Ask why should the Rabbi be implicated in these rulings? Maimonides goes on to say, "And if these violations of the Sabbath are to be done they should be not left to heathens, to minors, to slaves or women lest these should come to regard Sabbath observance as a trivial matter. If you violate the Sabbath it should be done by adults and scholarly Israelites. And it is forbidden to delay such violation of the Sabbath for the sake of a person who is dangerously ill. For the Bible tells us (Leviticus 18:5) which if a man do he shall live by them. He shall live by them and not die by them. Hence, you learn that the laws of the Torah are not cruel or vengeful to the world but are a source of compassion, loving kindness and peace." There are fundamentalists, and Maimonides may be referring to the Sadducees and the Karaites, who assert that this permissiveness is a violation of the Sabbath and therefore to be prohibited. Maimonides responds to obedience to such a literal reading of the Torah, with a quotation from Ezekiel 20:25 – "Wherefore I gave them also statutes that were not good and ordinances whereby they should not live."

Micah's question to us is not to be denied. What is required of us? What is demanded of me and of every Jew is to protect the hounded, the persecuted, the humiliated, the ostracized, the pariahs created by human beings and not by God? What is required of us is to accept the dignity of each individual, to know the heart of the stranger, to make them feel as home with us and to encourage them to live out their own lives with dignity and within a compassionate community?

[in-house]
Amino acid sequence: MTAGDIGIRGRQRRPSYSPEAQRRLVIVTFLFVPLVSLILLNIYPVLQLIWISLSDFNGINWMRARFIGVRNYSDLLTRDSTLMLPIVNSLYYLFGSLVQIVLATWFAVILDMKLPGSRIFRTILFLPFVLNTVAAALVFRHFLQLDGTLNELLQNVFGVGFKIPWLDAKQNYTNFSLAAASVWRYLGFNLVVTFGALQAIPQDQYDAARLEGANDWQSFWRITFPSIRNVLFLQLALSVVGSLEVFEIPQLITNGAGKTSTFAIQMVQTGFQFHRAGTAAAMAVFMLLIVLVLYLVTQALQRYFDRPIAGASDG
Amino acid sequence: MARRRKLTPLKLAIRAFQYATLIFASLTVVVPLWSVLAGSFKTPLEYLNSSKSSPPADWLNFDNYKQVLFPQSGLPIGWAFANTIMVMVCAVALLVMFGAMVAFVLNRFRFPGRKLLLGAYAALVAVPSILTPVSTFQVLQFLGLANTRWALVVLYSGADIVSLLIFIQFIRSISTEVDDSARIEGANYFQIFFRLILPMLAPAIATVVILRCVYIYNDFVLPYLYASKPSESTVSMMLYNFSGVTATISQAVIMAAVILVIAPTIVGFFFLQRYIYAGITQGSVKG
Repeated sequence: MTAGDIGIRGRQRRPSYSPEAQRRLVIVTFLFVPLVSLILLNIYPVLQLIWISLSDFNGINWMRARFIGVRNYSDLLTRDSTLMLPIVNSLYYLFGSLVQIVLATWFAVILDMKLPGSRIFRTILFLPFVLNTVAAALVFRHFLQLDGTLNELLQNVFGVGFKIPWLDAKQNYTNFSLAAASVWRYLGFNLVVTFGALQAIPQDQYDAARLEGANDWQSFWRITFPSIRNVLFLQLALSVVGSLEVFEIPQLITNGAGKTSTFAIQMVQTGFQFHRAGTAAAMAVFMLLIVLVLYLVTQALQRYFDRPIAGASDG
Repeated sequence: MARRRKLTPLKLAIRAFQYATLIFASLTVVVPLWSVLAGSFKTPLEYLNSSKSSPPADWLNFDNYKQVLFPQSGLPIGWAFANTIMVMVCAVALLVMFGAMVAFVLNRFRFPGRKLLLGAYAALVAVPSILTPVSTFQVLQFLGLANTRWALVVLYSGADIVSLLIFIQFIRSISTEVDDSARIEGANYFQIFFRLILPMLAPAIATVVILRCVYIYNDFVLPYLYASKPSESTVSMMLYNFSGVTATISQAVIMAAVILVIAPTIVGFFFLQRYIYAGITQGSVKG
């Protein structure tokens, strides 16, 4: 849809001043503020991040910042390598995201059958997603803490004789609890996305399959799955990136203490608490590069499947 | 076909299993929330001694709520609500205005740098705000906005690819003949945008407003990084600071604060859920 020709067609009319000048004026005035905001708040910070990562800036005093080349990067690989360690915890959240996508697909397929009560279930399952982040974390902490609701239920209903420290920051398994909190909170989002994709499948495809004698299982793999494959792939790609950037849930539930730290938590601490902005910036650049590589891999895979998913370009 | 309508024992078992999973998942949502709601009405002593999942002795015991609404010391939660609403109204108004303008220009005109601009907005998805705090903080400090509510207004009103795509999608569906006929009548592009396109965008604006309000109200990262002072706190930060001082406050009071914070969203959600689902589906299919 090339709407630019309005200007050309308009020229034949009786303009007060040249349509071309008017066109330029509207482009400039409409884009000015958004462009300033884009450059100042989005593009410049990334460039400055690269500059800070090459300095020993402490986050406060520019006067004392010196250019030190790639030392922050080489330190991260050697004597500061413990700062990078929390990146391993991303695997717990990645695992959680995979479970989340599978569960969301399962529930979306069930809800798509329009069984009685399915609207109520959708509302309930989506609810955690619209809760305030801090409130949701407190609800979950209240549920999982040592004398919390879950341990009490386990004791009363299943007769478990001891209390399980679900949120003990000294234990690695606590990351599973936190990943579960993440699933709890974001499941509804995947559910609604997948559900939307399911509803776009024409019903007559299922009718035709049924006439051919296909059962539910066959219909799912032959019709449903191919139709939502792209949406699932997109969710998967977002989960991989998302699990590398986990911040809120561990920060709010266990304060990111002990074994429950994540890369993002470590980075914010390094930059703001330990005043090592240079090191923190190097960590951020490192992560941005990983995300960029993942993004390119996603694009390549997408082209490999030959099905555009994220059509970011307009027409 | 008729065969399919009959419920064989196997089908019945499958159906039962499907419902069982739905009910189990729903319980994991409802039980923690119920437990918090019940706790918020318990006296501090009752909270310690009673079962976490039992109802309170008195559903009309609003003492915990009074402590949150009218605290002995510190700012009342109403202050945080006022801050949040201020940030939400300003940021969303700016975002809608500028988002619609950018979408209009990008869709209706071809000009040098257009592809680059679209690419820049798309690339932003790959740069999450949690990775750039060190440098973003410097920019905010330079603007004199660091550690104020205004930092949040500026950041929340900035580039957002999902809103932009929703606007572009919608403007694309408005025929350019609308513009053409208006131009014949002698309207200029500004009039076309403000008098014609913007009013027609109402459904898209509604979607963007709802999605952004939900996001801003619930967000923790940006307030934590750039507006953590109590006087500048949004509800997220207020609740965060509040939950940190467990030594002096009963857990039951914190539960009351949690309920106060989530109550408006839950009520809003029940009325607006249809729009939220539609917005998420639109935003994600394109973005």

The Lord God formed the human being of the dust of the ground and breathed into his nostrils the breath of life and the human being became a living soul." Every human being is created in God's image. To make the innocent afraid, to make the human being cry, to force a human being to hide from his own flesh, to humiliate God's creation, is to spit in God's face. We are taught by the rabbis that to shame God's creation is to shed his blood. That shaming is an abomination which we can cleanse from our midst.  

Our sages have taught us: "Better a man cast himself in a fiery furnace than that he put his fellow to shame in public" (T. Berachot 43b).

We read in Deuteronomy 23:2 that the eunuch shall not enter into the assembly of the Lord. But the prophetic conscience would not be stilled. "Let not the alien say who has attached himself to the Lord, 'The Lord will keep me apart from his people'; and let not the eunuch say 'I am a withered tree.'"

For thus saith the Lord, "As for the eunuchs who keep My Sabbaths, who have chosen what I desire and hold fast My covenant, I will give them in My house and within My walls, a monument and a name. Better than sons and daughters, I will give them an everlasting name which shall not perish" (Isaiah 56).

The prophetic conscience resonates in our hearts and minds. Open the gates for the pariahs, gather together the dispersed and despised. "I will gather still more to those already gathered."

* This document, or any portion thereof, may not be reproduced without the written permission of the author.

Sat, May 25 2024 17 Iyyar 5784